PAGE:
11. SUSTAINABLE CITIES AND COMMUNITIES

Citigroup’s new place to sell its mortgage loans: muni market – Crain’s New York Business

Impact team
Written by Impact team

Citigroup’s new place to sell its mortgage loans: muni market  Crain’s New York Business

The voracious appetite for riskier tax-exempt debt is allowing Citigroup Inc. to get affordable-housing loans off its books and finance more apartments.

Starting last year, Citigroup, the biggest U.S. affordable-housing lender, has underwritten four tax-exempt bond issues for state and local government agencies that used $1.4 billion of the proceeds to buy mortgages the bank made to finance 149 properties with 16,850 units nationwide. The deals gave Citigroup cash to make new home loans.

“We’ve tapped into a new source of financing for affordable housing by using demand in the muni market,“ said John Heppolette, Citigroup’s head of municipal markets and finance. “More demand ultimately keeps the cost of financing affordable housing down.”

The structure is allowing the bank to tap into booming demand for tax-exempt debt, which has driven yields to a more than six decade low and led investors to shift cash into lower-rated securities to generate higher returns.

At the same time, many state and local governments are eager for ways to pump more money into low-cost housing projects. As wages stagnate and real estate prices increase, families nationwide are spending a greater share of their incomes on housing. The U.S. has a shortage of seven million affordable rental homes available to extremely low-income renters, according to the National Low Income Housing Coalition. A household is “cost-burdened” when it spends more than 30% of its income on rent and utilities.

Historically banks and government sponsored entities like Fannie Mae and Freddie Mac have provided capital for multifamily affordable housing. While New York City and state issue bonds for multifamily housing developments, the debt is typically backed by large pools of properties that provide additional collateral, allowing the securities to get higher ratings.

By contrast, Citigroup’s deals involve smaller portfolios with a limited cushion to absorb losses and have carried ratings from S&P Global Ratings of BBB and BBB+, two and three steps above junk, respectively. Municipal-bond investors have been eager to take on the risk: high-yield muni funds have drawn in more than $20 billion since the beginning of 2019, according to Refinitiv Lipper US Fund Flows data.

Citigroup sold its multifamily loans to municipal conduit bond issuers like the California Housing Finance Agency, the Arizona Industrial Development Authority and the National Finance Authority in New Hampshire. The conduits purchase the loans by issuing municipal bonds backed by mortgages on the properties, which are also subsidized by the U.S. Low Income Housing Tax Credit program.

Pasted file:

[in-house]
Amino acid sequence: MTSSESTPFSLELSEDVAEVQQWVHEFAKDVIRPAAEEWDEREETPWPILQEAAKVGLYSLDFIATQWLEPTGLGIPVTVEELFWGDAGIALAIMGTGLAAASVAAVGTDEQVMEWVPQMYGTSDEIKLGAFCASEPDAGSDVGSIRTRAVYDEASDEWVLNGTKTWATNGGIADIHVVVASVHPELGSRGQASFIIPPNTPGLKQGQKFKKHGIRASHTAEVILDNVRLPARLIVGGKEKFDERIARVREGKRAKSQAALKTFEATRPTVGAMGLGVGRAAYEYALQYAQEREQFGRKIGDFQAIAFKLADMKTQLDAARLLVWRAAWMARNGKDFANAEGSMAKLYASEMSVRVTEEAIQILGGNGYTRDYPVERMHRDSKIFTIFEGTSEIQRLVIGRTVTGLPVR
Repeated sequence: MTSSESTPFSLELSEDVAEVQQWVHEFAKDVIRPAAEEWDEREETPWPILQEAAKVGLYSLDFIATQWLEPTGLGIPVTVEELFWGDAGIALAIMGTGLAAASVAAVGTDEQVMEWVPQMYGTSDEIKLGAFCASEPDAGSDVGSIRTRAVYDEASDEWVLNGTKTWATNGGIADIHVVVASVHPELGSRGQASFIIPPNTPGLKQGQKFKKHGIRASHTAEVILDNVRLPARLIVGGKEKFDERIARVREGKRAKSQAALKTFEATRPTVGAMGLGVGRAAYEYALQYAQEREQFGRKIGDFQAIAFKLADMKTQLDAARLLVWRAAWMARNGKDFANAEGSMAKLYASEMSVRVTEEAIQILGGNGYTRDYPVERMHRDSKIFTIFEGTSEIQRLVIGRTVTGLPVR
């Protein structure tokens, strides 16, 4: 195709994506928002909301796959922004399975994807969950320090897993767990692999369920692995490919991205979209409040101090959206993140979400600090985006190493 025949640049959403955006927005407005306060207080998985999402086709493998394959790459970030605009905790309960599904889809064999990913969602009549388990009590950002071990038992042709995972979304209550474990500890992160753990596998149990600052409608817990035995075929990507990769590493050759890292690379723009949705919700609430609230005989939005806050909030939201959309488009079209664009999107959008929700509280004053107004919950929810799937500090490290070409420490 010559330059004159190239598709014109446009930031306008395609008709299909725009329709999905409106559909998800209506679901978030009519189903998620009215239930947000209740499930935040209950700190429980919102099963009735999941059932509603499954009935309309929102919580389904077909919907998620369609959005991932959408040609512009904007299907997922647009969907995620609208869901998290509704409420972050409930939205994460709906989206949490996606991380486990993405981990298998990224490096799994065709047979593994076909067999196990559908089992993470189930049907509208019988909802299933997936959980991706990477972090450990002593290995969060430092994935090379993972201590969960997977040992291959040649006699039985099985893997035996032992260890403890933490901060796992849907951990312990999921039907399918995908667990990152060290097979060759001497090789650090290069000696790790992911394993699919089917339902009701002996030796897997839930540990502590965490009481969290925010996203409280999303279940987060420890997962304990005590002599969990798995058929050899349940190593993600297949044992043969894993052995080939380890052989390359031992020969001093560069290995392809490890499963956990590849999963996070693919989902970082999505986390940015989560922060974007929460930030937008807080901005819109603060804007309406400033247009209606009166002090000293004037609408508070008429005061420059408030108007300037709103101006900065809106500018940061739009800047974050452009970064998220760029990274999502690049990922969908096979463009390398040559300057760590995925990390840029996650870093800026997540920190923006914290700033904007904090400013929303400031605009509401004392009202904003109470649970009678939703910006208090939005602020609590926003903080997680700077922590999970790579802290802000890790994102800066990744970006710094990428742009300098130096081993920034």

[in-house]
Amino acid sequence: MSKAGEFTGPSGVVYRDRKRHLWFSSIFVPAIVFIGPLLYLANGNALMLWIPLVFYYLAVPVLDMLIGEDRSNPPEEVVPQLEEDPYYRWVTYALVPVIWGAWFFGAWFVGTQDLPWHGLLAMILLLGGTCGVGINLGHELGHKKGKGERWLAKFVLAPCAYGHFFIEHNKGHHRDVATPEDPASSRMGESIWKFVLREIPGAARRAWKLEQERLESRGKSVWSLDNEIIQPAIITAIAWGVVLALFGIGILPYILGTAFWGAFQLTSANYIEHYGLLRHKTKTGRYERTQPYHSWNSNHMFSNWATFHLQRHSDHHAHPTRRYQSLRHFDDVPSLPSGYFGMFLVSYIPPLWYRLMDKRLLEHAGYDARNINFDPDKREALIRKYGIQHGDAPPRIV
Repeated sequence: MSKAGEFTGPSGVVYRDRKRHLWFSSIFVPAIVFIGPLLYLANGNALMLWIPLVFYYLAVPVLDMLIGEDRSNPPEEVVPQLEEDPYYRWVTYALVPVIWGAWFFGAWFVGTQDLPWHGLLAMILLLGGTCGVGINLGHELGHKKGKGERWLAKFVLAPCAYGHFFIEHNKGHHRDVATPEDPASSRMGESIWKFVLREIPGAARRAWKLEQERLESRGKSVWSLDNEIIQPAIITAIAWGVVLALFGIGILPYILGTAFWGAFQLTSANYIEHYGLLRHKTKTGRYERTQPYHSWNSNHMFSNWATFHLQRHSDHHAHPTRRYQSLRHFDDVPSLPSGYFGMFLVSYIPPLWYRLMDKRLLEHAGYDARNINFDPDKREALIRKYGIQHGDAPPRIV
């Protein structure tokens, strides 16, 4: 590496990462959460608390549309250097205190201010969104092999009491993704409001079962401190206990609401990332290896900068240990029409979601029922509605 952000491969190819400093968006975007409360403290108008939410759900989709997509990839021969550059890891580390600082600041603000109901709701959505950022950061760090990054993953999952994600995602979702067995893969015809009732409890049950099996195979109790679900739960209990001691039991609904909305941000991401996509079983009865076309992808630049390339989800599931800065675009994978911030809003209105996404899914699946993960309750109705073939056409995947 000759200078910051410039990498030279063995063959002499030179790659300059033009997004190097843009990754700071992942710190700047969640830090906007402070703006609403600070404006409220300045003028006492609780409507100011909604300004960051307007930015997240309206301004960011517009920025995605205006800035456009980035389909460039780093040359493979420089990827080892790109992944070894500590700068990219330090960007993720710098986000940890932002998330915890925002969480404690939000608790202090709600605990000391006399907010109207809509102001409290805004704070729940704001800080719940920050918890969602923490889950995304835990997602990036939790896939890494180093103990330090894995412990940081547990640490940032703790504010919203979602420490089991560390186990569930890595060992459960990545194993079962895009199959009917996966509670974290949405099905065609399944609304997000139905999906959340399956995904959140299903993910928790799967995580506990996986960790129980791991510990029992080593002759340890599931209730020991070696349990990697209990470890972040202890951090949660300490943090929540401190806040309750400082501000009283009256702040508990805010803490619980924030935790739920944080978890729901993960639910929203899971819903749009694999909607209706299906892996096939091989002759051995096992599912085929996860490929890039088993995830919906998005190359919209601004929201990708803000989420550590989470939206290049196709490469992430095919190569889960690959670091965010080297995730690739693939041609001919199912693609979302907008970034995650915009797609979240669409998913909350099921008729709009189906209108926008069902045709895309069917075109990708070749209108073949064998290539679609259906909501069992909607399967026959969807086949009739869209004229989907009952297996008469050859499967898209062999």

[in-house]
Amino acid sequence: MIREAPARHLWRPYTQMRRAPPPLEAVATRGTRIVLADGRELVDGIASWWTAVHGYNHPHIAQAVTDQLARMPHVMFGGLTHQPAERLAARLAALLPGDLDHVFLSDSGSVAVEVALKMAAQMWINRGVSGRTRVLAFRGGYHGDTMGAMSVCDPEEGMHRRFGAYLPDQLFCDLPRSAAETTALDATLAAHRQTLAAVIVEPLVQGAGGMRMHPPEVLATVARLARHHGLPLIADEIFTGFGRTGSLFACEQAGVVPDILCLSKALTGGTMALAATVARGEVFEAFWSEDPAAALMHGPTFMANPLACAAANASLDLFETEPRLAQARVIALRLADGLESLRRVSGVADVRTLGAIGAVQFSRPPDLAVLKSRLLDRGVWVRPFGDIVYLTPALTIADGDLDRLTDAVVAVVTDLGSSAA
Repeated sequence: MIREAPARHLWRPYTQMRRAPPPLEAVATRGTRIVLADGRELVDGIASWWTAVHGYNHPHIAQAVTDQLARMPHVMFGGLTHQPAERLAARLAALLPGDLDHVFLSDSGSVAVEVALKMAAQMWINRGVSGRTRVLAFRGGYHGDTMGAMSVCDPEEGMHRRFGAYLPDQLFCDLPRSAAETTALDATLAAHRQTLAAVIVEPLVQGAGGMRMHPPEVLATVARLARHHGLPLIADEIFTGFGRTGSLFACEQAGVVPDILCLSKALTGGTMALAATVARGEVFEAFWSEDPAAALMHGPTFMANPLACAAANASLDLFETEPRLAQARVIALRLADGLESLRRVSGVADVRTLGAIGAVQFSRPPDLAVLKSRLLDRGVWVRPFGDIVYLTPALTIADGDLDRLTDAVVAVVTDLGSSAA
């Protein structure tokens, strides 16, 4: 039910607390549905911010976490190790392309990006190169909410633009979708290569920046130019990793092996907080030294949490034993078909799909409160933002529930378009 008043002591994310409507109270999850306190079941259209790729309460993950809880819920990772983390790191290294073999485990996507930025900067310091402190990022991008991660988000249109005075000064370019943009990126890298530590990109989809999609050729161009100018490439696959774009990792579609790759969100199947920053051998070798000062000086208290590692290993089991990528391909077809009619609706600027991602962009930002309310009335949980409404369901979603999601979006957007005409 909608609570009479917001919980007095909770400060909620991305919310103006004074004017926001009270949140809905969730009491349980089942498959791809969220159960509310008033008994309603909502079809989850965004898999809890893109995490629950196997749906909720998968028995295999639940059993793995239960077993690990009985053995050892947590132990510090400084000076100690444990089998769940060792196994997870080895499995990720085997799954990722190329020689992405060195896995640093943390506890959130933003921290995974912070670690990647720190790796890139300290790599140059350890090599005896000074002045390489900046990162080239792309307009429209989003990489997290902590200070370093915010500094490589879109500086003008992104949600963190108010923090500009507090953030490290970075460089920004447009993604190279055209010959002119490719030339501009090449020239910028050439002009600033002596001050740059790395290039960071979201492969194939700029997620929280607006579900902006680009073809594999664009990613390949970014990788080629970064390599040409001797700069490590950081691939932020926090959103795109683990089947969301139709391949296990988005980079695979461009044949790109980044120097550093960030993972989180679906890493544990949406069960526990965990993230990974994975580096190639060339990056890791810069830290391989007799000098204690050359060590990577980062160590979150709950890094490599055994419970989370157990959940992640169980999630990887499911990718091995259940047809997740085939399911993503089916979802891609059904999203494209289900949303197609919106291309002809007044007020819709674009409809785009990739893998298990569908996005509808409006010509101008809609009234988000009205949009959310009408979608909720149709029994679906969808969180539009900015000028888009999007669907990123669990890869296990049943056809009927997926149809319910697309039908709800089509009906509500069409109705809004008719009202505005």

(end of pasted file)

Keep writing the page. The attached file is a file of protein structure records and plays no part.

The bonds don’t directly raise cash for affordable housing projects, but they allow Citigroup to make new loans. Scott Helfman, a spokesperson for Citigroup, declined to comment on how much it made on the sale of the loans.

The bank took the top spot in Affordable Housing Finance magazine’s annual lender ranking for the ninth consecutive year in 2019. Citi Community Capital, the firm’s community-development arm, made more than $6 billion of loans to affordable rental projects in 2019.

“You start originating that much over a long period of time, it starts to build up significantly,” said Heppolette, whose bank is planning more such securitization deals this year.

Last month, Citigroup managed an approximately $480 million bond issue backed by 39 mortgage loans on 43 affordable multifamily rental properties in 12 states. A $455 million series with a 4.125% coupon was priced to yield 2.28% to the 10.6 year average life of the loans, according to Citigroup. The yield was about 0.9 percentage point more than AAA bonds maturing in 11 years. The deal also had a $26.5 million subordinate series that absorbs losses before the senior bonds.

Citigroup’s first deal last year was a $172 million issue by the California Housing Finance Authority. The securities yielded about 2.63% to an average life of 11 years, according to Helfman.

The debt was priced attractively because it wasn’t a typical muni housing bond structure, said Robert Ellis, a vice president at Kore Private Wealth, which purchased some of the securities. Prices have gone up as investors become more familiar with the structure and money continues to flood into the muni-bond market.

“It’s a new creature as far as we know in the muni space,” said Margaret Hay, vice president at Kore in New York.

Source: crainsnewyork.com

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